“Batanes does not just make you forget; it makes you remember what truly matters,” is what mareng Toni Gonzaga once said in the film You’re My Boss.
Indeed, this unspoiled paradise should be on every Filipino’s travel bucket list. Blessed with natural wonders that look like they belong in a fairy tale, the northernmost province of the Philippines holds countless sights to revel in—one might even say you haven't truly explored the full potential and beauty of the country until you've ventured to Batanes. Aside from the picturesque landscapes that will greet your eyes, there is one activity that’s worth experiencing even for first-time visitors: cycling around the whole Batan Island. Here's why it's the most interesting way to get around this unforgettable destination.
What to Expect When You Bike Around Batanes
Riding a bike around the 40-kilometer Batan Island Loop is what I would call a “chill challenge.” It’s possible if you put your mind to it, and the charm of the island just makes the ride even more enjoyable. There is a main road that passes through the four towns, starting from Basco to Mahatao then Ivana all the way to Uyugan leading to Marlboro Country. The scenery is priceless: rolling hills on the left, a jagged coastline on the right, and a winding stretch of road that goes on for miles.
It would take around five hours without resting stops to bike around Batan Island, although the crisp, refreshing breeze makes up for all the effort. Mountain bikes for rent cost ₱500 a day, and there are many rental stores just around the corner in the town proper or the poblacion.
Most of the bikes for rent in the province are Japanese surplus bikes which do not have gears. The problem with this is that when there are inclines, the rider must exert more effort to go uphill. If you can find one, look for a sturdy mountain bike with traction on the wheels and a fixed gear set instead for a faster and easier ride.
There are plenty of noteworthy places that are non-negotiables when it comes to listing down stops for your biking tour. Here are some of my personal favorites:
Vayang Rolling Hills
This spot is arguably the most iconic location in Batanes, and is truly a must-see. Located in Basco, what’s incredible about it is that it provides a spectacular view of the West Philippine Sea as well, offering a striking contrast between the deep green hills and the rich blue of the water. The Rolling Hills also give you a breathtaking overview of Chadpidan Beach, so make sure you capture the beauty through lots of photos. The strong winds pose a real challenge, but that only makes victory sweeter when you finally get the perfect picture for your feed.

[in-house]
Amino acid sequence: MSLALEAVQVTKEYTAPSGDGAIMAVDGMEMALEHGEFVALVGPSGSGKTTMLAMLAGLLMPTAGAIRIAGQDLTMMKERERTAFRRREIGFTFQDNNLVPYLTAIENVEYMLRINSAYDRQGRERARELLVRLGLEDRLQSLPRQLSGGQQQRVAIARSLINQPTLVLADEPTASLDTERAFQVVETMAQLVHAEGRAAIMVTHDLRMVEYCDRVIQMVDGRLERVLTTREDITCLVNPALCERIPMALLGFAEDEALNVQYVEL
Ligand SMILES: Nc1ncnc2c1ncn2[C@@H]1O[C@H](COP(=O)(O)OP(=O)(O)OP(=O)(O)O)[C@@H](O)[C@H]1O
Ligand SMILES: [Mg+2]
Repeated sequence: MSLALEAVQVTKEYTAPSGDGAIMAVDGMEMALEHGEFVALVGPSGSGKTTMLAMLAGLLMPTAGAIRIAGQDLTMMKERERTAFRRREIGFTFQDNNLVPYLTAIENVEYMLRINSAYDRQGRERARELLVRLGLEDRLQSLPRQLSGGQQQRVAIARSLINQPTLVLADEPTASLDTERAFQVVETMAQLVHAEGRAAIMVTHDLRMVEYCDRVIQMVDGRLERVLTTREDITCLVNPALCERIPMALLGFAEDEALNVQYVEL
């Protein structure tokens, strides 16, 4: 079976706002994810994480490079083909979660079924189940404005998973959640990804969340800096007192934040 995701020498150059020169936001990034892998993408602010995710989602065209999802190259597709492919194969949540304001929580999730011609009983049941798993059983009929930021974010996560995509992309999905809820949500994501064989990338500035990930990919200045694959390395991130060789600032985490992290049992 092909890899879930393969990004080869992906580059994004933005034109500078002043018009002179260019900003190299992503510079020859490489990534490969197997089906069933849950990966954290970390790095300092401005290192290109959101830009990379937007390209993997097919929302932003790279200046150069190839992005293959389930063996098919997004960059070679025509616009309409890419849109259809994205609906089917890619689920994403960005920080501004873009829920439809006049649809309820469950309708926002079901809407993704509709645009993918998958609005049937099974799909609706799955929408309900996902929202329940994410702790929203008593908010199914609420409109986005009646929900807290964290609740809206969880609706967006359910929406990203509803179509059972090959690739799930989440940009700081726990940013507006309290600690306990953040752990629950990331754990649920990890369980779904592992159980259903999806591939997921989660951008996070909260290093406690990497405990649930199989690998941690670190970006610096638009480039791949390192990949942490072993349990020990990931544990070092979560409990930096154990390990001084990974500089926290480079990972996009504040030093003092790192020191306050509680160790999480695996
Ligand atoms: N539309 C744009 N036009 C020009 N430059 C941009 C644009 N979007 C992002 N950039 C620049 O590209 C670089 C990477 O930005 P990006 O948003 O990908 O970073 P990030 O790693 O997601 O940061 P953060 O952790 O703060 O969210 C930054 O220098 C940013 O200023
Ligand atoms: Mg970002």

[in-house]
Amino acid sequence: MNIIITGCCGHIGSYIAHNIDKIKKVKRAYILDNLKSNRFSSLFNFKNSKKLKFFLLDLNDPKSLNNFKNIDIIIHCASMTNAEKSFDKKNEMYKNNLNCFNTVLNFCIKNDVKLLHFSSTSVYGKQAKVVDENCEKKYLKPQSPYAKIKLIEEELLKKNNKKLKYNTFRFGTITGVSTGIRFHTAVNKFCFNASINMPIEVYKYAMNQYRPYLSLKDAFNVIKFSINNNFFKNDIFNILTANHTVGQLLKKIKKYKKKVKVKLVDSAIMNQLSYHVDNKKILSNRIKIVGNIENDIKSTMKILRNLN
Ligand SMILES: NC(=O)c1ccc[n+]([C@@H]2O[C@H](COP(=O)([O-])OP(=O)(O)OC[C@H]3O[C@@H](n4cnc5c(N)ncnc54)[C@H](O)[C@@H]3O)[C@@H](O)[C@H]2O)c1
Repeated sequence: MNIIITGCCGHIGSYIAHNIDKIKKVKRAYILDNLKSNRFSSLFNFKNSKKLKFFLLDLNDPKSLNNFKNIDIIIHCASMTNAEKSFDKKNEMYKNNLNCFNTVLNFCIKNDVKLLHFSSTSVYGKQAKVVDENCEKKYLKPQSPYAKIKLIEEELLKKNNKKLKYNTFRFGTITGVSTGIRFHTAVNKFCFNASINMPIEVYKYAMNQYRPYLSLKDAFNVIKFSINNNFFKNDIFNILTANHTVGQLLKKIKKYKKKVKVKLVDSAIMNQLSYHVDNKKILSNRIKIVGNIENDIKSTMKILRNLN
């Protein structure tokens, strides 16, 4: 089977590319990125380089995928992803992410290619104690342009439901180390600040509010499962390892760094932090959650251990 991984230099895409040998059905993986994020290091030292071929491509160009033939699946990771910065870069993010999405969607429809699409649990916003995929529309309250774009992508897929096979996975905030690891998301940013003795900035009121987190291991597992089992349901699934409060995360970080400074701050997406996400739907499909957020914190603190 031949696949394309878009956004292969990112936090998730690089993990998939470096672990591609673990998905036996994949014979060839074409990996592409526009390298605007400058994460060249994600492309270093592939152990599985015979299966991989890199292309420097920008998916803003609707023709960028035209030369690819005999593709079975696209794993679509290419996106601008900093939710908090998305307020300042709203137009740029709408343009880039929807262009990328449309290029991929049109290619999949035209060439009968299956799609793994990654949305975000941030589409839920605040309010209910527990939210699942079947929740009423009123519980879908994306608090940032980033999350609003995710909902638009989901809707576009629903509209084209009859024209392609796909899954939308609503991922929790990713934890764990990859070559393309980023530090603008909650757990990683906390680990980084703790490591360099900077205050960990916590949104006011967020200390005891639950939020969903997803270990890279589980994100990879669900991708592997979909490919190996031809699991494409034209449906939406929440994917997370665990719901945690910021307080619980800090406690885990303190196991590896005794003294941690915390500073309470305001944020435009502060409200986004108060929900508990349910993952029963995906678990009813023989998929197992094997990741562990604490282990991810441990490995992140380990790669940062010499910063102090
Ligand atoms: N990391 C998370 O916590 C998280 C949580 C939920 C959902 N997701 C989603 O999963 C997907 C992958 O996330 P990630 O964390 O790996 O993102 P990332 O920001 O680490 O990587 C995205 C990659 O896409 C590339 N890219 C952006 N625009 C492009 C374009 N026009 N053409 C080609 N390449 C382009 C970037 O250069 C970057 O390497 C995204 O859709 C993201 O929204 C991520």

Valugan Boulder Beach
The fiercest and strongest waves from the Pacific can be found here—the same ones that perfectly polished these rocks by the shore. The boulders all came from Mt. Iraya which is a nearby active volcano that erupted in 400 AD. Sadly, swimming is not allowed here and for good reason: the waves and andesite rocks can seriously injure people.
Homoron Blue Lagoon in Mahatao
This natural pool with vividly blue water is located near White Beach, connecting Mahatao and Ivana. It used to be called Spanish Lagoon or Spaniards’ Lagoon since friars were the only ones allowed to bathe here during the Colonization Period. Now the area is open for all to visit, and travelers from near and far can enjoy the pristinely clear and soft waves.
Perhaps one of the most postcard-worthy sights to see in Batanes is the Basco Lighthouse on Naidi Hill. The structure first lit up in 2003, and offers a panorama of Baluan Bay, the town of Basco, Mt. Iraya, and the Rolling Hills. From the Port of Basco, the lighthouse is about 1.2 kilometers away. The other two lighthouses in the area are the Tayid Lighthouse in Mahatao and the Sabtang Lighthouse.
Ultimately, Batanes is a haven to both those seeking respite and those in search of a thrilling adventure. Take note that completing this 40-kilometer cycling challenge is no easy feat, meaning it'll require a lot of hard work to catch that scenic glimpse of creation. It can be physically demanding and mentally exhausting, but as it is with all good things, the experience is truly worth it.
If all else fails, rent a tricycle to finish the loop. The trike tours usually cost around ₱200-250 per hour. Some brave souls have even set out on foot!
For inquiries and reservations:
Leonardo Garcia (Kuya Nards) – Bike Rental
Contact Number: (0999) 994 5408
Taking a BatanESCAPE? Check out this Travel Guide for things to do!
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